Pan-Roasted Whole Flounder or Fluke with Brown Butter, Lemon, and Capers
If you or a friend catch a few nice medium-sized flounder or fluke, you owe it to yourself to cook some on the bone—it is by far the best way to experience the full flavor and juiciness of the fish. This is a special dish, beautiful to behold and perfect for a quiet dinner for two. The only problem is that you can only cook one fish in each pan. you could cook one fish and serve it as a first course for two people. Or, if you have two suitable pans, you can cook two fish at the same time and make a starter for 4 or a main dish for 2. If you decide on the latter, serve it with boiled new potatoes and a green vegetable or salad.
The hardest part of this recipe is skinning the whole flounder, so if you didn’t catch your own, ask your fish market to do it for you.
Serves2 as a fish course or 1 as a main course
Total Timeunder 30 minutes
OccasionCooking for a date
Recipe Courseappetizer, main course
Dietary Considerationappetizer, main course
Taste and Texturebuttery, herby, juicy, light, savory, tangy
- One 1- to 1 ½ pound whole fluke or flounder, preferably skinned by the fish market
- ¾ cup all purpose flour
- Kosher or sea salt
- Freshly ground black pepper
- ¼ cup vegetable oil
- 4 tablespoons unsalted butter
- 1 tablespoon fresh lemon juice
- 1 tablespoon capers, rinsed
- 1 tablespoon chopped fresh Italian parsley
- 12-inch well-seasoned cast-iron skillet
- 8-inch skillet
- A long metal spatula
If necessary, skin the fish: Start by cutting off the head. Then make a little V-cut at the tail in order to loosen the skin enough to get a firm grip on it. peel the skin back far enough to get your thumb under the loose skin. To prevent slipping, hold a towel in your hand as you grip the skin. In one strong, swift motion, pull the skin away from the tail—it should come off in one piece. Flip the fish over and remove the skin from the other side. Then trim the small bones away from the sides of the fish, and remove the roe sac (if any) and any viscera from the cavity. If necessary, cut off the tail of the fish so that it will fit into your pan. Rinse and dry the fish. Keep refrigerated until you are ready to cook.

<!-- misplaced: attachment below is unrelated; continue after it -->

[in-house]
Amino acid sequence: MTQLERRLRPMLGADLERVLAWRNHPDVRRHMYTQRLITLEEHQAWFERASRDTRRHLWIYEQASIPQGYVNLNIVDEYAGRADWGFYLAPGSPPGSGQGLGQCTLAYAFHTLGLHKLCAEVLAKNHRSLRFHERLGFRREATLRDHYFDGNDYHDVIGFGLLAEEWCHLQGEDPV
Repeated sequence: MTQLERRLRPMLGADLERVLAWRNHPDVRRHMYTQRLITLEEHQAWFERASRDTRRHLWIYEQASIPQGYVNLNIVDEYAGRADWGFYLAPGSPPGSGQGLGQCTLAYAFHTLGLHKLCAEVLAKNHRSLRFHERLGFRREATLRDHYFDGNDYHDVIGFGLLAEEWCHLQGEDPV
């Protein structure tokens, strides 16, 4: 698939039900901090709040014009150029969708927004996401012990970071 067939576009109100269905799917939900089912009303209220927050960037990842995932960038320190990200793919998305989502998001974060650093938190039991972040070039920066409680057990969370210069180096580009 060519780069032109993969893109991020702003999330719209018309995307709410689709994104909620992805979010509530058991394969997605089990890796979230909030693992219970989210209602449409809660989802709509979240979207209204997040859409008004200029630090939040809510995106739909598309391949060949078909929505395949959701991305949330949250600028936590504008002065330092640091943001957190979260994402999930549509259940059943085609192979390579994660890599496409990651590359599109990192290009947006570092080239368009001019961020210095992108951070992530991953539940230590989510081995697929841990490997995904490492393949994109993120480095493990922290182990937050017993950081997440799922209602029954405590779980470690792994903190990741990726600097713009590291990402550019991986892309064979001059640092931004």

Adjust a rack to the lower third of the oven and preheat the oven to 400°F.
Place a 12-inch well-seasoned skillet over high heat and heat for 5 minutes. Meanwhile, spread the flour in a large shallow bowl or a baking dish. Sprinkle the fish generously with salt and pepper and dredge it in the flour, turning it well to coat; shake gently to remove the excess.
Add the oil to the hot skillet. Lower the fish into the skillet and reduce the heat to medium-high (at this point, you should start cooking the butter; see step 5). Brown the fish on one side without turning, about 4 minutes. Turn the fish and immediately place the skillet in the oven. Roast until the fish is pure white and firm to the touch, about 8 minutes. Transfer the fish to a platter and keep warm.
Meanwhile, as soon as the fish goes into the pan, place the butter in an 8-inch skillet and melt it over medium-low heat. Reduce the heat to low and cook the butter gently until it browns—keep an eye on it, but let it cook undisturbed until it is nutty brown. This will take about 8 minutes (about the same time it takes to cook the fish). When the butter is nutty brown, remove the skillet from the heat and immediately add the lemon juice, capers, parsley and a pinch of salt. pour the still-foaming butter into a sauceboat or serving bowl and spoon just a bit over the fish.
Present the fish at the table and allow a minute for your guest to admire it. To fillet the fish, hold an ordinary tablespoon upside down the center of the fish, near the head, and loosen the top fillet, pushing out from the center of the fish. The bones on a flounder are very strong and won’t pull away with the meat. You should have no problem removing the two fillets on the top side. Transfer them to a dinner plate. Flip the fish over and repeat with the two remaining fillets. Spoon the brown butter over the fish and enjoy this special treat, noticing how much more flavorful fish is when cooked on the bone.
2007 Jasper White